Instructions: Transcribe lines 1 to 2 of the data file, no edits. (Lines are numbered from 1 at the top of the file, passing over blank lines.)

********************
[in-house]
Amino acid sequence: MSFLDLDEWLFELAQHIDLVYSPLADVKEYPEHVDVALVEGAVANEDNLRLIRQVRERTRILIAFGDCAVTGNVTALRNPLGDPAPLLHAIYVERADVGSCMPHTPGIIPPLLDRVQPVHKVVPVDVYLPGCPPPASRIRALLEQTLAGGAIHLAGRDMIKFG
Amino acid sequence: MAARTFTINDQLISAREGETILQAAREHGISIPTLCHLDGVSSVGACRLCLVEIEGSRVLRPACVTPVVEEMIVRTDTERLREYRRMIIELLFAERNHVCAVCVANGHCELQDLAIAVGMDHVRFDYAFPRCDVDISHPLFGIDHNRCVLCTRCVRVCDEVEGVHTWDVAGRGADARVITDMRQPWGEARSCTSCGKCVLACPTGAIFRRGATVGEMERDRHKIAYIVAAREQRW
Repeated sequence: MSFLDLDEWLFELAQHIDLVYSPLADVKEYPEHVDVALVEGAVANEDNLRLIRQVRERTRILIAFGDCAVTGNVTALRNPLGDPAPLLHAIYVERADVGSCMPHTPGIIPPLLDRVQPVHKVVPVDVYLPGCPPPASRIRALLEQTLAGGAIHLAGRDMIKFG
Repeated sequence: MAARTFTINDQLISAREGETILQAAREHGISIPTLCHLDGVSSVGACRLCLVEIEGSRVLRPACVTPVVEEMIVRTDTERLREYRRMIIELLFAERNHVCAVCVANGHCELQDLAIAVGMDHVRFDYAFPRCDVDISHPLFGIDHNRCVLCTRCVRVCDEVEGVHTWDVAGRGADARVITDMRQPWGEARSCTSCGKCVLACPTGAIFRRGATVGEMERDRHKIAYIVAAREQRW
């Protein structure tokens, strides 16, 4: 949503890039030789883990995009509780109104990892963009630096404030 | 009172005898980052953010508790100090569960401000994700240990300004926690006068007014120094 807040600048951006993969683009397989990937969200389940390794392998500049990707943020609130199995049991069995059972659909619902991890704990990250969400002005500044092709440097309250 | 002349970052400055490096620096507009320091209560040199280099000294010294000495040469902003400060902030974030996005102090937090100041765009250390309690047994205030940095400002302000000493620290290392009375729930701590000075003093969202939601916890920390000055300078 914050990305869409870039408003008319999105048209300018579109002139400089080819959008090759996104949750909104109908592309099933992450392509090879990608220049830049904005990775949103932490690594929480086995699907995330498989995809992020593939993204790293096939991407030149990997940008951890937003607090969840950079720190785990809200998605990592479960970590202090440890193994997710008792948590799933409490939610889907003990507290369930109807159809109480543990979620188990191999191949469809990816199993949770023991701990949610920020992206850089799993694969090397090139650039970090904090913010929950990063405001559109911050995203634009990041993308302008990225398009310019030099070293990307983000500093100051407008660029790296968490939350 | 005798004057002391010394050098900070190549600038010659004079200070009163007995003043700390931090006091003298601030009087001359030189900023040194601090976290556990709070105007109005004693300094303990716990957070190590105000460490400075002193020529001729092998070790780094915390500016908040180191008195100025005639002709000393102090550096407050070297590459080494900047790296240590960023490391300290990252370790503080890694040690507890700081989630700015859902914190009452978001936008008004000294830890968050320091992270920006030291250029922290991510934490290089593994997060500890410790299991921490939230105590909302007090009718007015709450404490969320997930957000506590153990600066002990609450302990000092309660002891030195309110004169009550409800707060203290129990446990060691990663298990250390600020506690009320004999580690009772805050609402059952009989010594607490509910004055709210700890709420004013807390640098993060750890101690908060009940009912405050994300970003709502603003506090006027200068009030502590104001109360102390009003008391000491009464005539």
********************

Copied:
[in-house]
Amino acid sequence: MSFLDLDEWLFELAQHIDLVYSPLADVKEYPEHVDVALVEGAVANEDNLRLIRQVRERTRILIAFGDCAVTGNVTALRNPLGDPAPLLHAIYVERADVGSCMPHTPGIIPPLLDRVQPVHKVVPVDVYLPGCPPPASRIRALLEQTLAGGAIHLAGRDMIKFG